There is an excellent post by Rachel on Reading Middlemarch about getting to the end of the book. In her post, she quotes Eliot’s words, which I think are wonderful:
…[For] the growing good of the world is partly dependent on unhistoric acts; and that things are not so ill with you and me as they might have been, is half owing to the number who have lived faithfully a hidden life, and rest in unvisited tombs.
I’ve just returned from a day away from the office! Exciting not to be at King’s Cross? Well, yes, but I only went as far as Edgware Road — to the "Blogs and Social Media Forum", to be precise. This one-day meeting was pretty interesting, but in my case was somewhat preaching to the converted. I am still unsure whether I totally agree with the evangelism of the speakers, most of whom were talking in a business context, in recommending that companies encourage all their employees to blog — how would anything get done? The first talk was by the "Head of Blogging" at IBM, who said that 20,000 of the company’s employees use its internal blogging tool. The mind bloggles.
But it is true for sure that social media offer great opportunities for companies, for example in allowing customers to have direct access to individual employees who develop a product (relationship with trust), outside PR departments. (Of course, this works only if the product is good and the company interested in refining it according to customer feedback.) I think that the use of wiki technology for organisational intranets and project or product development has enormous potential — about a million times that of email as a communication, development and refining device. Some of the case studies presented at the conference were for big banks and law firms, so the "new web" is catching on even in these conservative zones.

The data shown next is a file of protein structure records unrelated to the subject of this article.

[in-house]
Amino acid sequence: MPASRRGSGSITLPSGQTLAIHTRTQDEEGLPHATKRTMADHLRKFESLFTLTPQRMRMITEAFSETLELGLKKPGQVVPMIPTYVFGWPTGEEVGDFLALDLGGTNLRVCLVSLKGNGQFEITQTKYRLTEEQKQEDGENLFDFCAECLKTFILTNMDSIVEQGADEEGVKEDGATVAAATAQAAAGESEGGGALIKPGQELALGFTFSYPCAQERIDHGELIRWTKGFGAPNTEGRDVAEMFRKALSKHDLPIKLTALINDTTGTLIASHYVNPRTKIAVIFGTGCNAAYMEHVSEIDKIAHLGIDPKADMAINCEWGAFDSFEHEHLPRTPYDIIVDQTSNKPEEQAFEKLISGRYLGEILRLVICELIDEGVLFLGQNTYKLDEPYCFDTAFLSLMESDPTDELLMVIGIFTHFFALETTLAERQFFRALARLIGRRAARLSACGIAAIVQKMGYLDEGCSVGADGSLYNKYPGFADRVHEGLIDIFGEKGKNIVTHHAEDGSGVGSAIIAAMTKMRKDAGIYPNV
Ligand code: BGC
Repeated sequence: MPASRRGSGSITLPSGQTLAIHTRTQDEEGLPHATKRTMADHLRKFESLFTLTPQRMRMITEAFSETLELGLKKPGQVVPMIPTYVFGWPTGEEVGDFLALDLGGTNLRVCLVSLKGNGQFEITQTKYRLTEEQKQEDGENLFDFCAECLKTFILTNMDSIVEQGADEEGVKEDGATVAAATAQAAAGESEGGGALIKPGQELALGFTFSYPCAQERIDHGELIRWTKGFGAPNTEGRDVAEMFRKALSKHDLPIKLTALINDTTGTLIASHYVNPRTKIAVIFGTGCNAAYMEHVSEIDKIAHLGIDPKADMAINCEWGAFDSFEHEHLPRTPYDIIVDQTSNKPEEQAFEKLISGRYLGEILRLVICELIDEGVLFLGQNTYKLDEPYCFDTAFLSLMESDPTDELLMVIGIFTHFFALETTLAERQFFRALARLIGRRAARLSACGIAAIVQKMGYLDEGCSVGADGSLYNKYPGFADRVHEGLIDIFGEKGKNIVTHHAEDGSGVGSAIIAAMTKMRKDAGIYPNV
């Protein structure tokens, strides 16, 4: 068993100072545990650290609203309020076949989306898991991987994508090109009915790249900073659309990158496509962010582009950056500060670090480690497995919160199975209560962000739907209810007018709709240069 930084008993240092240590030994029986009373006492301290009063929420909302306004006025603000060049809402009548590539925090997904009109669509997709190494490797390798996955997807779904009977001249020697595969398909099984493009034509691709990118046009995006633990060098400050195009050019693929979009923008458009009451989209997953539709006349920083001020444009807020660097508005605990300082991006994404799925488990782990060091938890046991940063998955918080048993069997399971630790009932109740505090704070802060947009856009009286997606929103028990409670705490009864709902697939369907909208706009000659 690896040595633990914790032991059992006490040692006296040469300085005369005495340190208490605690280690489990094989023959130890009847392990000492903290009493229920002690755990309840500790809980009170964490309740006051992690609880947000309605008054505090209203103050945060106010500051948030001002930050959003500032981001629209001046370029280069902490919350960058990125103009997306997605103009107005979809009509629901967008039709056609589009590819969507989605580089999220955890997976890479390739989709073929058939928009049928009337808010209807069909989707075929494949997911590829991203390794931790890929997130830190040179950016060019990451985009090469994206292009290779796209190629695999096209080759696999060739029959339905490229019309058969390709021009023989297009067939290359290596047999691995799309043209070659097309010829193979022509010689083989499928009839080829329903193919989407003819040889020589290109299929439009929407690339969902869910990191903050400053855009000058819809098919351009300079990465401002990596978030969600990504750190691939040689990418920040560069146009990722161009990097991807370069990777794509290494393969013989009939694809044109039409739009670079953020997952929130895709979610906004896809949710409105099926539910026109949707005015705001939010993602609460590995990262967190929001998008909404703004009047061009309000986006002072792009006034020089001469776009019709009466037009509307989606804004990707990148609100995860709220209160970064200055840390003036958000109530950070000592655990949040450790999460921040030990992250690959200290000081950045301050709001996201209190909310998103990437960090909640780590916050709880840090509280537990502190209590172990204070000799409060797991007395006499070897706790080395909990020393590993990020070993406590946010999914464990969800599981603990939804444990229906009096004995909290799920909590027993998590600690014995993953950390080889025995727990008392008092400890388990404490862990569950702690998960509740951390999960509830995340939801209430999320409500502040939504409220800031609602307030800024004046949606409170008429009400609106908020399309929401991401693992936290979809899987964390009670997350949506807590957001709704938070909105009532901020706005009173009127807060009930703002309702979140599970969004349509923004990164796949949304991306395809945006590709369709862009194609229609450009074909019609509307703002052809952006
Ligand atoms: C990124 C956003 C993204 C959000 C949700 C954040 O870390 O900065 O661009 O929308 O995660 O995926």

As one speaker, who defines himself as an "entrepologist" (an entrepreneur/technologist!) said near the end of the day, "I have more in common with a few people in Silicon Valley than I do with my neighbours in Marlow" — because of his personal blog. What’s important is not the technology per se, as the end-user can implement it easily and cheaply, but the "social" aspects. Blogging, in conjunction with rss, certainly does allow one to quickly find other like minds, irrespective of whether they are down the road or in another continent. I was reminded of the truth of this statement when I returned home tonight, to find that two people, Minx, Queen of Cornwall, and Frank Wilson of Books, Inq. and the Philadephia Inquirer, have both been so kind as to comment on Cathy’s poetry. How wonderful, for a young teenager, to obtain such a level of feedback, made possible by the power of the "army of davids", and inconceivable only a few short years ago.